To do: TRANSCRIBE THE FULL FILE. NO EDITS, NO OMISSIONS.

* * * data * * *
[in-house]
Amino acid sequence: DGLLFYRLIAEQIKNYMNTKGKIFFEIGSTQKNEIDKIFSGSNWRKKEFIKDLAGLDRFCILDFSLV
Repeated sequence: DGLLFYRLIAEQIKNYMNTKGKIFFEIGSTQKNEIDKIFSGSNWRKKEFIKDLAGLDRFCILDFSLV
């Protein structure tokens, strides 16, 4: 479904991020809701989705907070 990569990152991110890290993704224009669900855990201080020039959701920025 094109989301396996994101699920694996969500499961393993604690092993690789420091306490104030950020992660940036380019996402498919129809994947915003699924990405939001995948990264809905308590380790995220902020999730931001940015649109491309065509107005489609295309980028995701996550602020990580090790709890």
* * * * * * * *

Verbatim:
[in-house]
Amino acid sequence: DGLLFYRLIAEQIKNYMNTKGKIFFEIGSTQKNEIDKIFSGSNWRKKEFIKDLAGLDRFCILDFSLV
Repeated sequence: DGLLFYRLIAEQIKNYMNTKGKIFFEIGSTQKNEIDKIFSGSNWRKKEFIKDLAGLDRFCILDFSLV
């Protein structure tokens, strides 16, 4: 479904991020809701989705907070 990569990152991110890290993704224009669900855990201080020039959701920025 094109989301396996994101699920694996969500499961393993604690092993690789420091306490104030950020992660940036380019996402498919129809994947915003699924990405939001995948990264809905308590380790995220902020999730931001940015649109491309065509107005489609295309980028995701996550602020990580090790709890």